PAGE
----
By Keely Sexton
When it comes to the reality of the cyberpunk future as imagined grittily by the writer and essayist William Gibson and others, Singapore is the aesthetic writ large, according to visiting lecturer in English, Jerrine Tan in a recent op-ed in “Wired.”
Singapore’s ultra-modernist aesthetic and the restrictive and omnipresent government of the city-state contrast sharply with the rituals and traditions of its inhabitants—a fundamental “low-life, high-tech” feature of the genre, as defined by Gibson in the 1980s.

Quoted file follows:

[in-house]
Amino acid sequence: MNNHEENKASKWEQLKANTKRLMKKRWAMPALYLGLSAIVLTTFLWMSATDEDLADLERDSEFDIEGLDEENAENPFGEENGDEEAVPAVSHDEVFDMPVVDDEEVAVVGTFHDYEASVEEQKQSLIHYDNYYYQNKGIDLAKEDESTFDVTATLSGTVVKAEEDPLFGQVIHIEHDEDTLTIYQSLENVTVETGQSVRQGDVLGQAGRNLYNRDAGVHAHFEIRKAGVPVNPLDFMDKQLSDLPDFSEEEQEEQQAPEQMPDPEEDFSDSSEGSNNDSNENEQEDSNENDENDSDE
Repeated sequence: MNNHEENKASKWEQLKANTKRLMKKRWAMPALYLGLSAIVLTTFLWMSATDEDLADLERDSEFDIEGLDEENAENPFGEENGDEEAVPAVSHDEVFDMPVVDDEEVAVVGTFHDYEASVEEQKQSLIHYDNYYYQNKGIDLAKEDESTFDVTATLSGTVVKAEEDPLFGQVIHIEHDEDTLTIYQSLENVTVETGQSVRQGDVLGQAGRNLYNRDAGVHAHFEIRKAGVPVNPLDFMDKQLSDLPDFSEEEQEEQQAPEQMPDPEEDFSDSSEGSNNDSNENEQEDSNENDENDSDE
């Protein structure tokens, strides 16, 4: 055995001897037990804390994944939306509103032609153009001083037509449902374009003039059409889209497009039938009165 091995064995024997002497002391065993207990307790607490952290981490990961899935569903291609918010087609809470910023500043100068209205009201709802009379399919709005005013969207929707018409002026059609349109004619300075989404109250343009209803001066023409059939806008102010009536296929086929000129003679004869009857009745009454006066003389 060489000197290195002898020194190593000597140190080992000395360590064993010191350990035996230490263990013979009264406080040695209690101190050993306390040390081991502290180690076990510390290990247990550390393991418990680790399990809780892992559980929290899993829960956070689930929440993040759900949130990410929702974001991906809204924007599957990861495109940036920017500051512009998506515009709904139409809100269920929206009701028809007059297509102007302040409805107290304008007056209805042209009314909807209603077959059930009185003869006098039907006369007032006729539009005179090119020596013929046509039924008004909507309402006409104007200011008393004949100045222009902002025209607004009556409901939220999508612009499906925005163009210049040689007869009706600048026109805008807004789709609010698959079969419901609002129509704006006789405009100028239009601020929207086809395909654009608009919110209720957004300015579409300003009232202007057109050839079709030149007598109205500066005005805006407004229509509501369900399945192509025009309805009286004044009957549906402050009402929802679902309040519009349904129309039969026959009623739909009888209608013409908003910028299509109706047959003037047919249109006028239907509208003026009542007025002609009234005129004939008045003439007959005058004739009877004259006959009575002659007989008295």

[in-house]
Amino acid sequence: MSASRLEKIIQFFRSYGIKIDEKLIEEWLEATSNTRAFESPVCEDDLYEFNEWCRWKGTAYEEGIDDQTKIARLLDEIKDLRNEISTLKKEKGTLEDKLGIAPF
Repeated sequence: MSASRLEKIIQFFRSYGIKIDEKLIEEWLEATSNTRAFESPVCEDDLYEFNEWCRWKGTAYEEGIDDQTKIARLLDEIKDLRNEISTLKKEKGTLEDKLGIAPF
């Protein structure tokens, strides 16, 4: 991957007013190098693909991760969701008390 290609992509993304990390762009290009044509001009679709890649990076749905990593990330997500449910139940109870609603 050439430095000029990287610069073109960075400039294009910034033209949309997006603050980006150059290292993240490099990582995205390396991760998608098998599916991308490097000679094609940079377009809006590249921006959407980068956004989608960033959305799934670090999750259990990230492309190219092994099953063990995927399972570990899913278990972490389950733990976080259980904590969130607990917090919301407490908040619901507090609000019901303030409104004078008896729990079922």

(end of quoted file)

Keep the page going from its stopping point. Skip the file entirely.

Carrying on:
“Singapore has always existed as a palimpsest: a collection of gauzy histories layered so heavily that an origin seems beyond reach,” Tan writes. “The nation state’s symbol is a merlion, a mythical creature of mixed origin: part lion, part fish—of this world at the same time that its existence exceeds worldly possibilities.”